When asked to talk about myself, I described my life history, where I was born, where I grew up, my university days in Exeter and my career. I then back-tracked and described my life in terms of art. I told him I had studied art at A-level and then had gone on to study law. In my gap year I had travelled widely and had discovered portraiture while working in a summer camp in Texas, to keep boredom at bay. While at Exeter I discovered myself artistically: I established a Visual Arts Society, ran life classes and painted on the Exe estuary. I also mentioned that I had been a member of the print workshop at Gainsborough’s House in Sudbury, Suffolk, and had produced a number of prints.
Robert listened patiently. When I had finished, he asked me how much of my time was spent working. I explained my job was nine ’til five and that when I got home I spent a couple of hours with my sons, Simon, then aged four and Sebastian, two. Once they were in bed I was free to paint. He asked me whether my wife Claire was supportive of my painting. I said she was and Robert said that was fortunate.
He then asked me what I wanted. This was quite difficult as I wasn’t really looking for a teacher. I said I didn’t know, which in retrospect, was not a great response.
Robert asked me to show him my work. I had brought work drawn almost entirely from life. Many were life drawings in pastel and watercolour. I had also included a series of watercolours painted in Turkey a few years earlier. Finally, there were some etchings. Robert looked at them silently without comment and I then placed them all back. I do remember he spent a particularly long time looking at an etching drawn from my imagination (see fig 1). I wish I knew what he found so arresting in this image.
Robert then asked me, “What is tone?” I answered, “Light.” He wanted more. I said, “Light and dark.” “Why pastel?” he enquired. I replied “to paint from dark to light,” as I was using dark papers. And that was that.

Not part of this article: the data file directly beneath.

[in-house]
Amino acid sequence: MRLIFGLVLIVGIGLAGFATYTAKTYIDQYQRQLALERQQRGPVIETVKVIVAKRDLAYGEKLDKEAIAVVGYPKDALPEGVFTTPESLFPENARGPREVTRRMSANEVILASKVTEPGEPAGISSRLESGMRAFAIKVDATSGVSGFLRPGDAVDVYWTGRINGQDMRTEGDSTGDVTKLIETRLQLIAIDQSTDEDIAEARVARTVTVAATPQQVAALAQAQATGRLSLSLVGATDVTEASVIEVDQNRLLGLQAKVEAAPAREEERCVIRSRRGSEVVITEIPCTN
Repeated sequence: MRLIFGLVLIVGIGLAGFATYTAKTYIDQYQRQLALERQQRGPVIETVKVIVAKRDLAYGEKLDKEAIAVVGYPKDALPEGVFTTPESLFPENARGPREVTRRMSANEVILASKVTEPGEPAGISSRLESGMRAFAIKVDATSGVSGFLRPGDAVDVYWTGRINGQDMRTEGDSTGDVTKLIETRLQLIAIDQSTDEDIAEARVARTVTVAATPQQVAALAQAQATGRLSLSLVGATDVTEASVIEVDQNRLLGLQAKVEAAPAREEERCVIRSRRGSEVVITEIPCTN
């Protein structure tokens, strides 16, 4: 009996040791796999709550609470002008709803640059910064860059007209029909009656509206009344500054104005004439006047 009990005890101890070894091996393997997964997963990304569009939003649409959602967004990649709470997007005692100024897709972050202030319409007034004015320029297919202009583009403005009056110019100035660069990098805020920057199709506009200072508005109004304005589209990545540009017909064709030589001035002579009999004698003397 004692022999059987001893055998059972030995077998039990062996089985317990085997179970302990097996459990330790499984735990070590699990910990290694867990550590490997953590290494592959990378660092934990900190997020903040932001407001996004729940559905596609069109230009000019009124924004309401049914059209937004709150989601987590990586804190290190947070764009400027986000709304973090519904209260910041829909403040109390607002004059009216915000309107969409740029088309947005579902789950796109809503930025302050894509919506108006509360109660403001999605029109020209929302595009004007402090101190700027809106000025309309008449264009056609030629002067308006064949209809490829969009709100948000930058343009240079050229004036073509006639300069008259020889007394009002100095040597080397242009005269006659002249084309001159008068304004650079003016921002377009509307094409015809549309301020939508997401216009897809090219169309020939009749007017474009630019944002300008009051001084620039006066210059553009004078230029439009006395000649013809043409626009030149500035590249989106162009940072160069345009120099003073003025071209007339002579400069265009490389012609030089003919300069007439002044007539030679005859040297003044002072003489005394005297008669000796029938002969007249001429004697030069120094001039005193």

He then asked me which two artists I liked. I replied Klee and Ken Kiff. I also mentioned that I admired Nolde’s watercolours and Whistler’s etchings and …Gainsborough. Robert commented that Gainsborough had painted some weak portraits. He also mentioned ‘Joshua Sloshua’, presumably referring to Joshua Reynolds. When, many years later I had the opportunity to visit a large exhibition of Reynolds’s work in Plymouth, I had to agree with Robert. I found the paintings on the whole, second rate.
I knew that Gainsborough had painted by candlelight so I asked Robert about this and the effect that this would have. He said that it encouraged tonal painting. Robert then became more expansive and talked about an artist who had a vellum box containing 500 candles hung from the ceiling to create light. He praised the success of artists such as El Greco and Titian. The former had had his own orchestra to play for him while he worked in Toledo. Robert saw artists in heroic terms.
Robert’s mind turned to the notion of the provincial artist. We both shared the experience of starting life in London and ending up in Plymouth. He said there was no need to be in a big city. He referred to the 17th century Dutch painters who lived in the country. “It was important to be in the right place for you.” He exploded the myth that you need to suffer to be an artist, that there was some kind of formula. “Soutine lived in shit, painting fly-covered skeletons and created great art, but this was not essential to create great art.